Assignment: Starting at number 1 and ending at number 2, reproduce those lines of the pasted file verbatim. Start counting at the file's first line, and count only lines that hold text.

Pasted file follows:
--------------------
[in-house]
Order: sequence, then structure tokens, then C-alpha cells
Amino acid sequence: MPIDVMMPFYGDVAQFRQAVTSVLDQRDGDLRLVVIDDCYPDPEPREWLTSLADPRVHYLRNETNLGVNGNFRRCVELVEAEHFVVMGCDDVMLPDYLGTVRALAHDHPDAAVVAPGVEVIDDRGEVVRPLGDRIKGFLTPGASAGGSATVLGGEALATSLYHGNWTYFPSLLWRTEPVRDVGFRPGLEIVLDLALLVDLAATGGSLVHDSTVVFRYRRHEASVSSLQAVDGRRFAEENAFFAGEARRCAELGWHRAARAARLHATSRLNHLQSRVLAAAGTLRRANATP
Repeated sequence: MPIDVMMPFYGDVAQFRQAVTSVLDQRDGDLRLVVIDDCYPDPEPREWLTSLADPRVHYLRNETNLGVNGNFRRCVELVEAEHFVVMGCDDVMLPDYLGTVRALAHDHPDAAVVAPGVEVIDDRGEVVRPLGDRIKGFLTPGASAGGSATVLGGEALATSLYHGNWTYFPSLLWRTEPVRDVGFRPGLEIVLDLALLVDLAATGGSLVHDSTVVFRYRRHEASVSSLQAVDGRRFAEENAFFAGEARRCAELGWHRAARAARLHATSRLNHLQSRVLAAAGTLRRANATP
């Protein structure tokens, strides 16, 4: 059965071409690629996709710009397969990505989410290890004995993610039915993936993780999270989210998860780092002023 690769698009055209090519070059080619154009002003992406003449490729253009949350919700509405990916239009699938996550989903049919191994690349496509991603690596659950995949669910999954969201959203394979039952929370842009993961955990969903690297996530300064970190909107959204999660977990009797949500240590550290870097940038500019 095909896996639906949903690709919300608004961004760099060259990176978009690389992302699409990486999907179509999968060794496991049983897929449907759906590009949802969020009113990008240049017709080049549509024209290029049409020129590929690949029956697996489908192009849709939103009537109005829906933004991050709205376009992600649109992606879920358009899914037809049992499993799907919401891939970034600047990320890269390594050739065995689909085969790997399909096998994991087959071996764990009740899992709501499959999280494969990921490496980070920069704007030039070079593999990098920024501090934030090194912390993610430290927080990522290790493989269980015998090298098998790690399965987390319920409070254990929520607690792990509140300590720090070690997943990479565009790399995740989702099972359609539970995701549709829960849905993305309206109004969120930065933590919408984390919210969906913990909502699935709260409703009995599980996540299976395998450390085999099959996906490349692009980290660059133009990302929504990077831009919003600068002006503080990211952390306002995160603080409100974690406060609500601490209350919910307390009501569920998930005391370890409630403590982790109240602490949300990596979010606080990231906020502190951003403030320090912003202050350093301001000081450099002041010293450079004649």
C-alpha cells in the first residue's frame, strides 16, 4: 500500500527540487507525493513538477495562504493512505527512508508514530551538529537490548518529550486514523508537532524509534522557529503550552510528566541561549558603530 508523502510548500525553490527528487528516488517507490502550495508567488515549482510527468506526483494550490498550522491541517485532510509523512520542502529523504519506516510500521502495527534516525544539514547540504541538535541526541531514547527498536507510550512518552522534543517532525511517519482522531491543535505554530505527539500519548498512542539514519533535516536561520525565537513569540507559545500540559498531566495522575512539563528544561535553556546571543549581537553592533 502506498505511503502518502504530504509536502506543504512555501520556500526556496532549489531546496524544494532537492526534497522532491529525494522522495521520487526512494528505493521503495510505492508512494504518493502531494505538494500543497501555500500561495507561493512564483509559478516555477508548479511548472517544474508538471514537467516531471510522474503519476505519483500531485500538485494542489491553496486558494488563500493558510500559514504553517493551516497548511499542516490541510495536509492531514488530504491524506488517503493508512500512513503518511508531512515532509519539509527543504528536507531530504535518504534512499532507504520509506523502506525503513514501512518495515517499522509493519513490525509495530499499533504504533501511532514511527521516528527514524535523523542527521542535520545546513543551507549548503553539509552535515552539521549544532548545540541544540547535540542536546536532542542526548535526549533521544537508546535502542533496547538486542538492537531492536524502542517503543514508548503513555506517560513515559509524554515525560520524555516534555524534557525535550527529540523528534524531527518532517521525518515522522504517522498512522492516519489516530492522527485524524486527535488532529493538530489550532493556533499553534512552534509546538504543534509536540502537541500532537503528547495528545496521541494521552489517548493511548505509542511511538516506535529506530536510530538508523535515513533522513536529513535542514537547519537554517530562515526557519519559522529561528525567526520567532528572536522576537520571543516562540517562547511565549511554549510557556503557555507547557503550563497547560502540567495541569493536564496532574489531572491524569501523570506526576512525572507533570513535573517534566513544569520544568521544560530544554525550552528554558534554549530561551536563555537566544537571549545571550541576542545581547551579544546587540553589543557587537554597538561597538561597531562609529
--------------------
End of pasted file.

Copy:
[in-house]
Order: sequence, then structure tokens, then C-alpha cells